AIM: GnRH antagonists are competitive inhibitors of GnRH receptors. Their administration induces prompt suppression of the gonadal axis. In animals, GnRH antagonists upregulate the activity of GnRH-secreting neurones, which could cause gonadotrophin rebound following inhibition. The aim of this study was to evaluate the effects of a potent GnRH antagonist, Teverelix (TEV), on the gonadal axis in healthy young women. SUBJECTS AND MEASUREMENTS: In nine women [20-35 years old, body mass index (BMI) 19-25 kg/m2] in the early follicular phase, serum LH and FSH levels were evaluated every 10 min from 08. 00 to 12.00 h before, and 24 h and 96 h after TEV injection (2.5 mg in 1 ml subcutaneusly on day 0). Serum gonadotrophin and oestradiol levels were also evaluated at baseline and at 6, 8, 12, 48, 72 h after TEV. RESULTS: The antagonist reduced both serum LH and FSH concentrations; LH levels were significantly and promptly reduced at +6 h (nadir at +8 h) until +48 h and recovered at +72 h, while FSH levels were reduced (P < 0.05) 24 h after the antagonist and normalized at +48 h. LH (but not FSH) concentrations at +96 h exceeded baseline (P < 0.05). TEV suppressed oestradiol concentrations (P < 0.05) with a nadir at +24 h, comparable reduction at +48 h and recovery to baseline at +72 h. Deconvolution analysis showed that the antagonist peptide suppressed (P < 0.02) the pulsatile production rate, burst mass and amplitude of LH on day 1. Pulsatile FSH secretion also fell at this time (P < 0.05). LH and FSH pulse frequency were not modified by TEV. At +96 h, LH pulsatility did not significantly differ from that at baseline. Suppression of mean LH or FSH concentrations did not affect the relative pattern regularity (approximate entropy) of LH and FSH secretion. CONCLUSIONS: This study demonstrates that the acute administration of a potent GnRH antagonist induces prompt inhibition of the gonadal axis lasting for 2 days in women due to mechanistically specific suppression of LH secretory burst mass and the mean FSH secretion rate. The trend toward rebound release of LH following the end of the pharmacological effect of the antagonist could reflect a rise in endogenous GnRH activity.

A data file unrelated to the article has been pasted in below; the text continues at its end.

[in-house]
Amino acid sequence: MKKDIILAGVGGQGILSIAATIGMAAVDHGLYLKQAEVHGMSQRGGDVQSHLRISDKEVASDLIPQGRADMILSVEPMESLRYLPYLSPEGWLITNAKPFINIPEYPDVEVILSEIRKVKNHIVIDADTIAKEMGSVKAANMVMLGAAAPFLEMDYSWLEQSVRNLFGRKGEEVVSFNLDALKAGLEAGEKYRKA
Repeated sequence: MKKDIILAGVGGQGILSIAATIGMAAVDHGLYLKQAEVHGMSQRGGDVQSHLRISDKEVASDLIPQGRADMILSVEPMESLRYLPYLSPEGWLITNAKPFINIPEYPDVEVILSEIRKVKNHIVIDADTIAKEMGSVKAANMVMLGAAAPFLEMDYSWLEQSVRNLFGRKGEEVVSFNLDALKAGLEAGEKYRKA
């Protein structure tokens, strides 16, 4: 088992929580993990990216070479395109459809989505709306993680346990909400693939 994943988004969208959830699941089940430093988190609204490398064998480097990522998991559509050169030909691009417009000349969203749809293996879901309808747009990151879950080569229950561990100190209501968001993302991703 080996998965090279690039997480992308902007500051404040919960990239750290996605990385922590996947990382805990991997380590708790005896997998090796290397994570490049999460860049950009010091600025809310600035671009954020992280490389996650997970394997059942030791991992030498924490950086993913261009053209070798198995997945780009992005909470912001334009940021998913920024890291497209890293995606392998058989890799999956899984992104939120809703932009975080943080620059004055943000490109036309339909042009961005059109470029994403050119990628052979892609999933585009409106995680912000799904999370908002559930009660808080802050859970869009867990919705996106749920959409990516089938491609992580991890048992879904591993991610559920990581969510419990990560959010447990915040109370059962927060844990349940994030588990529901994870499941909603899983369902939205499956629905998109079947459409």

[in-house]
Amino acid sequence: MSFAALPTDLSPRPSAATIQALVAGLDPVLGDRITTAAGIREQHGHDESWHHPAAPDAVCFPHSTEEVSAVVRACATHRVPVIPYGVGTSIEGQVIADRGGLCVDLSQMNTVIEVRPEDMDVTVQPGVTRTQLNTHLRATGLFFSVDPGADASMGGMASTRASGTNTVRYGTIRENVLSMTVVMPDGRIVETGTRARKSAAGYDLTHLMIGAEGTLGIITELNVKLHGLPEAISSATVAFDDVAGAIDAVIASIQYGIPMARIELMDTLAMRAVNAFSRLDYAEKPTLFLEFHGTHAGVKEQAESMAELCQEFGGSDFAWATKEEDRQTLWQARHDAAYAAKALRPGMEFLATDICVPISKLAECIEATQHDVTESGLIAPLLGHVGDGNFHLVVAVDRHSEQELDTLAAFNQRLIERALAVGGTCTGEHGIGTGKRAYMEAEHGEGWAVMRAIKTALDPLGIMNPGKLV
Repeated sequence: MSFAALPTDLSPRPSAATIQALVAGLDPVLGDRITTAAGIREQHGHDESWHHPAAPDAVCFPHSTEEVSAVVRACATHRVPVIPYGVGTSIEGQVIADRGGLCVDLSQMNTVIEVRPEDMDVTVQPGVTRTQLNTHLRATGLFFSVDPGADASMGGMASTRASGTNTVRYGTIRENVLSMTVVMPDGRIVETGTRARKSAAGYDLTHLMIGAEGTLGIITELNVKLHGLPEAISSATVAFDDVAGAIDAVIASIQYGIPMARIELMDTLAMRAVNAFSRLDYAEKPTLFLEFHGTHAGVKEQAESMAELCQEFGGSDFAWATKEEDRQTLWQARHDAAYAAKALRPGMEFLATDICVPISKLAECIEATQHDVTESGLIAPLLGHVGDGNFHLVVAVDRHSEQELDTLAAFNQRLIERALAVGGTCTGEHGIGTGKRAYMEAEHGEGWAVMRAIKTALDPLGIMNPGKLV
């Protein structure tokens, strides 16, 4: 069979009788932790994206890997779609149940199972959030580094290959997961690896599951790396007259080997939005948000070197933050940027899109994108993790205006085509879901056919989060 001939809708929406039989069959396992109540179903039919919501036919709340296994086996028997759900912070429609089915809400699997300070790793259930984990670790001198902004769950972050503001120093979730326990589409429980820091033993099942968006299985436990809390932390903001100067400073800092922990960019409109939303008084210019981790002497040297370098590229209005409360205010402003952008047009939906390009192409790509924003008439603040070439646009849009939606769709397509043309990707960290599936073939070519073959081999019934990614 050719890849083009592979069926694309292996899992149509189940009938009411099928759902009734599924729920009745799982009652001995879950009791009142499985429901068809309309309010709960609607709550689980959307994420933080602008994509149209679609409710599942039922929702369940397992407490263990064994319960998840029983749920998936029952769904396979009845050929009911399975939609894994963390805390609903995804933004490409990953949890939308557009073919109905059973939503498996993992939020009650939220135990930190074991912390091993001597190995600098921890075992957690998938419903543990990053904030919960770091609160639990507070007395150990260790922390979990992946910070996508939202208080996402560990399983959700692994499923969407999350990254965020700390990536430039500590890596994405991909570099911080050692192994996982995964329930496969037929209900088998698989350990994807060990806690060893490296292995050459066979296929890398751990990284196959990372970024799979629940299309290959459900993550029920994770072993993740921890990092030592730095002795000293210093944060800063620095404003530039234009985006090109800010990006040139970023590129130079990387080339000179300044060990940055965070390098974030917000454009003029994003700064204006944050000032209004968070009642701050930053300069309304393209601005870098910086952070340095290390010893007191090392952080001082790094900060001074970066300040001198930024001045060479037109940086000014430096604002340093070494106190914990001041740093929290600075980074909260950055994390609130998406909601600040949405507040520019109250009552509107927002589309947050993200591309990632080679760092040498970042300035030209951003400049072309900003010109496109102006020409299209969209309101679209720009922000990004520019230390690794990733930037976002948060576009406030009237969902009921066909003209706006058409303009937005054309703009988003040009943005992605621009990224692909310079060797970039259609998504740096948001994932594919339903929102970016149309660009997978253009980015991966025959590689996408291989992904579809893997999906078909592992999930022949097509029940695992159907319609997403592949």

ASJC Scopus subject areas
- Endocrinology, Diabetes and Metabolism